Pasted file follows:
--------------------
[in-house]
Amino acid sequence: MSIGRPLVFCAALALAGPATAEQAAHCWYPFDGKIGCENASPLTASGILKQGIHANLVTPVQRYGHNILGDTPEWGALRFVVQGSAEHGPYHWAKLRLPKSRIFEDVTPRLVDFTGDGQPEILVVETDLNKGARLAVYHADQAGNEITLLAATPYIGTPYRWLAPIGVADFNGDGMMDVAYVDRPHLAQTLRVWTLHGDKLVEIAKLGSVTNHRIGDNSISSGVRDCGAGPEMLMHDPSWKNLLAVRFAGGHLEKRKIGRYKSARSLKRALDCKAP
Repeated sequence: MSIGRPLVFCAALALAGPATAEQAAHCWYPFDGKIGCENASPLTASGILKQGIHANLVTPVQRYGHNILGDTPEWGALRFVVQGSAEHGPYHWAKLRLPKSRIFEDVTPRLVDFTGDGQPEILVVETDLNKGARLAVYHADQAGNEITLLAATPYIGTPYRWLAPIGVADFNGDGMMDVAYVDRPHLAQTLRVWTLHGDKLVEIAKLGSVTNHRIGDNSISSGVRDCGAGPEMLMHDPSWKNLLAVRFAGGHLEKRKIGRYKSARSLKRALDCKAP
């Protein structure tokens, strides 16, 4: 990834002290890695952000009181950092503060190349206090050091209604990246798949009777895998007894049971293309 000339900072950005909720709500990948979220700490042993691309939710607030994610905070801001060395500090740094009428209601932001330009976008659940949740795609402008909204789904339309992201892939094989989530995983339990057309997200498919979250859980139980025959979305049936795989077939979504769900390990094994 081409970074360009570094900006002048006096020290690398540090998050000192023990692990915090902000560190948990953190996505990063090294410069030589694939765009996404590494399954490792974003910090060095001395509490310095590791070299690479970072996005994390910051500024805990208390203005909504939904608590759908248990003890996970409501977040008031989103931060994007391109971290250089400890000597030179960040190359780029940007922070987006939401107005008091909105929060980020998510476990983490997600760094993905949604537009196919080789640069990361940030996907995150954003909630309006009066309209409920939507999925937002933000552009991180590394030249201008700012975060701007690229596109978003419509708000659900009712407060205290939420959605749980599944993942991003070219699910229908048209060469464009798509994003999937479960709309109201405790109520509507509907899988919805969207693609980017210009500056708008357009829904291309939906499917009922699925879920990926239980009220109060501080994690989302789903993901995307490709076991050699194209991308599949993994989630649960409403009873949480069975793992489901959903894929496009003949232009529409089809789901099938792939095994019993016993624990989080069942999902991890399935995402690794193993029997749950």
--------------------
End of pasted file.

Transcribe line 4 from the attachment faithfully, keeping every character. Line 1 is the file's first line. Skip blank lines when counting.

């Protein structure tokens, strides 16, 4: 990834002290890695952000009181950092503060190349206090050091209604990246798949009777895998007894049971293309 000339900072950005909720709500990948979220700490042993691309939710607030994610905070801001060395500090740094009428209601932001330009976008659940949740795609402008909204789904339309992201892939094989989530995983339990057309997200498919979250859980139980025959979305049936795989077939979504769900390990094994 081409970074360009570094900006002048006096020290690398540090998050000192023990692990915090902000560190948990953190996505990063090294410069030589694939765009996404590494399954490792974003910090060095001395509490310095590791070299690479970072996005994390910051500024805990208390203005909504939904608590759908248990003890996970409501977040008031989103931060994007391109971290250089400890000597030179960040190359780029940007922070987006939401107005008091909105929060980020998510476990983490997600760094993905949604537009196919080789640069990361940030996907995150954003909630309006009066309209409920939507999925937002933000552009991180590394030249201008700012975060701007690229596109978003419509708000659900009712407060205290939420959605749980599944993942991003070219699910229908048209060469464009798509994003999937479960709309109201405790109520509507509907899988919805969207693609980017210009500056708008357009829904291309939906499917009922699925879920990926239980009220109060501080994690989302789903993901995307490709076991050699194209991308599949993994989630649960409403009873949480069975793992489901959903894929496009003949232009529409089809789901099938792939095994019993016993624990989080069942999902991890399935995402690794193993029997749950």